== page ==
The Hoover Institution hosted its first in-person policy boot camp for aspiring entrepreneurs and future tribal leaders from various American Indians nations.

The boot camp, which took place from September 30 to October 2, is an initiative of Hoover’s Renewing Indigenous Economies project, co-led by John and Jean De Nault Senior Fellow Terry Anderson, Visiting Fellow Dominic Parker, and Wendy Purnell, who works in partnership with Anderson to formalize a network of scholars and tribal leaders from around the world. The project’s mission is to apply data-driven research to examinations of how Native Americans can reclaim the freedom and self-reliance they enjoyed in the precolonial era. 

The boot camp accepts high-achieving undergraduate and graduate students originating from tribes spanning North and South America, who represent a wide breadth of academic study and career interests.

The first Renewing Indigenous Economies boot camp was conducted virtually in August 2020, due to COVID-19 safety restrictions on the Stanford University campus. Sessions this year were hosted at the roundtable of Hoover’s state-of-the-art Annenberg Conference Room and featured a diverse group of experts, including economists, business professors, legal scholars, and Native American historians.

“The goal of the Hoover project on Renewing Indigenous Economies is to equip future tribal leaders with strategies that link the successes of their traditional economies with the potential for dignity and prosperity today,” said Anderson. “The inaugural on-campus Hoover boot camp for Indigenous students did just that. Not only were the students from across the country and two continents and not only were they well informed and eager to learn more about renewing their economies, they were also talented enough to provide an indigenous song-prayer to start the conference and impromptu viola concerts each night! With their leadership, tribal economies will once again thrive.”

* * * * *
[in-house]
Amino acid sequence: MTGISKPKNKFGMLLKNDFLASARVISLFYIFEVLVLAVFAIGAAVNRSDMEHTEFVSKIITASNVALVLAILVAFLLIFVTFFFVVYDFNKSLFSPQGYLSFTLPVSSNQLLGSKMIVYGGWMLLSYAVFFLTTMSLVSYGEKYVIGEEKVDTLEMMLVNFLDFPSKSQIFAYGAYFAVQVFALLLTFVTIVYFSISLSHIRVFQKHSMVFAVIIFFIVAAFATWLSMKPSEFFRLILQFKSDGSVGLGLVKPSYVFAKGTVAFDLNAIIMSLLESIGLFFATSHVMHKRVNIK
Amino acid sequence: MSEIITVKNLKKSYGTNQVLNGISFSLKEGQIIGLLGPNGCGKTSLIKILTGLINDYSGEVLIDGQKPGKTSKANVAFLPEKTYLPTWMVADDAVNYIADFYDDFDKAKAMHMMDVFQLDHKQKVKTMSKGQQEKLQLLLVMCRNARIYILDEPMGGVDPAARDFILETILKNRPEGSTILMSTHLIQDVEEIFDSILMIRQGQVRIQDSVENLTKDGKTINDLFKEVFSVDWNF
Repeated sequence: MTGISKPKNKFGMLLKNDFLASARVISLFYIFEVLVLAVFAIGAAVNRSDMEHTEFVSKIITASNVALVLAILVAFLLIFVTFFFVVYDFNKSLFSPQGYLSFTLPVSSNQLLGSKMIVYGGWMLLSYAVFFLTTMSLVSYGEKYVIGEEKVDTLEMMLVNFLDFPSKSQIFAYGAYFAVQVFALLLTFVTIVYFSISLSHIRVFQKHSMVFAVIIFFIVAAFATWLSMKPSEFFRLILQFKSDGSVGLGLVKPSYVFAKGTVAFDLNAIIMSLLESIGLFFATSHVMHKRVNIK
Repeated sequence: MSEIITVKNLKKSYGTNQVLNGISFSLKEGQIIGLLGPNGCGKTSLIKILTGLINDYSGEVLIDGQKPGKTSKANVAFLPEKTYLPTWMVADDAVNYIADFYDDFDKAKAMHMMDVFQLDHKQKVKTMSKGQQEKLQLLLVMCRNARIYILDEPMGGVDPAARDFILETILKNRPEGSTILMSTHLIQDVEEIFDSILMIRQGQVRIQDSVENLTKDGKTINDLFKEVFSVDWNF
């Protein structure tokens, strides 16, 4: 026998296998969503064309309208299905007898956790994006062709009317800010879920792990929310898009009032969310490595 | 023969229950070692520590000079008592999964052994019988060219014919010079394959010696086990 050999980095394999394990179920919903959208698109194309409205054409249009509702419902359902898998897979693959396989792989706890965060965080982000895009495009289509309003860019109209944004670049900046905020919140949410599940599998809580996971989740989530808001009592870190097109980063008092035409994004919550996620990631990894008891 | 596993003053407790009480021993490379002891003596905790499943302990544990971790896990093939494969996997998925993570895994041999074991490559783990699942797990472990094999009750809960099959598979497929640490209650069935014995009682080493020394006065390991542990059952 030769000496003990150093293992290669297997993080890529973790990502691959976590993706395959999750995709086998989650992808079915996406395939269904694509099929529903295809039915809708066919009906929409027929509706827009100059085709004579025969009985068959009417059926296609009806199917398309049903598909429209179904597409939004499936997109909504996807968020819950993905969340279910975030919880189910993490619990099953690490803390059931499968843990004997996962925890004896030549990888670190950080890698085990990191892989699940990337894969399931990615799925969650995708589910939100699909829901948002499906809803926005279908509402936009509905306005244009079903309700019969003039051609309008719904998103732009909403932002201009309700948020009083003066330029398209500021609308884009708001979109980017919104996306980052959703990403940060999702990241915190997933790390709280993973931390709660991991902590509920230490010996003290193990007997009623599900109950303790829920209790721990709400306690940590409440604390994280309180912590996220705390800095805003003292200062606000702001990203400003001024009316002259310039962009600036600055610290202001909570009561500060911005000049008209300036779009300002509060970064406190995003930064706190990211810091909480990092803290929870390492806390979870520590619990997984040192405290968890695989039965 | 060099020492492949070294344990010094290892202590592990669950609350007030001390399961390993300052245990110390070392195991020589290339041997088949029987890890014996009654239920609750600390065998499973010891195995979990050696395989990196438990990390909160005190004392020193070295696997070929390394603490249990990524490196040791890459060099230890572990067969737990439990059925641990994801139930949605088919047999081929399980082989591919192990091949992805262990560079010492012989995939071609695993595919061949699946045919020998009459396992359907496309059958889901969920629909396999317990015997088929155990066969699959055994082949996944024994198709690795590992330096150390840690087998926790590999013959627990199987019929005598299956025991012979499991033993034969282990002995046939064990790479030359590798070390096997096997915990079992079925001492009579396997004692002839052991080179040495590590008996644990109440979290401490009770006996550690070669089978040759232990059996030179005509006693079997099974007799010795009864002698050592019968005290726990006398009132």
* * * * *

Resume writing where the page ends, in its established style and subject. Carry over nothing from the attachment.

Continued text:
After welcoming students on September 30 with a dinner and reception at Hoover’s Hatfield Courtyard, Anderson kicked off the boot camp’s programming on the morning of October 1 with an overview on traditional governance and ownership structures of Native American societies before European contact, and how these economies evolved over the centuries. Presentations also included George P. Shultz Senior Fellow in Economics John B. Taylor on the opportunities and risks new technologies present to economies and democratic governance; Robert and Shirley Ely Senior Fellow John Cogan on the history of government transfer payments; Parker on what data indicates about the current state of indigenous economies; and Stacy Leeds and Robert Miller, professors at Arizona State University’s Sandra Day O’Connor School of Law, on how sovereignty and jurisdiction of Indian nations are defined under federal law.

The following day, October 2, business professors Deanna Kennedy from the University of Washington–Bothell and Daniel Stewart of Gonzaga University outlined innovative strategies that Native Americans can pursue to build a climate of entrepreneurship in their respective tribal economies. The concluding session of the boot camp was led by Bill Yellowtail, a former Montana state senator and professor of Native American studies at Montana State University, who lectured about how American Indians can transition to modern economies and best build for themselves a future of prosperity.

Click here for more information on Hoover’s Renewing Indigenous Economies project.

The first PolicyEd video in the series, Original Indigenous Economies, was on published April 21, 2020. Watch the video below.


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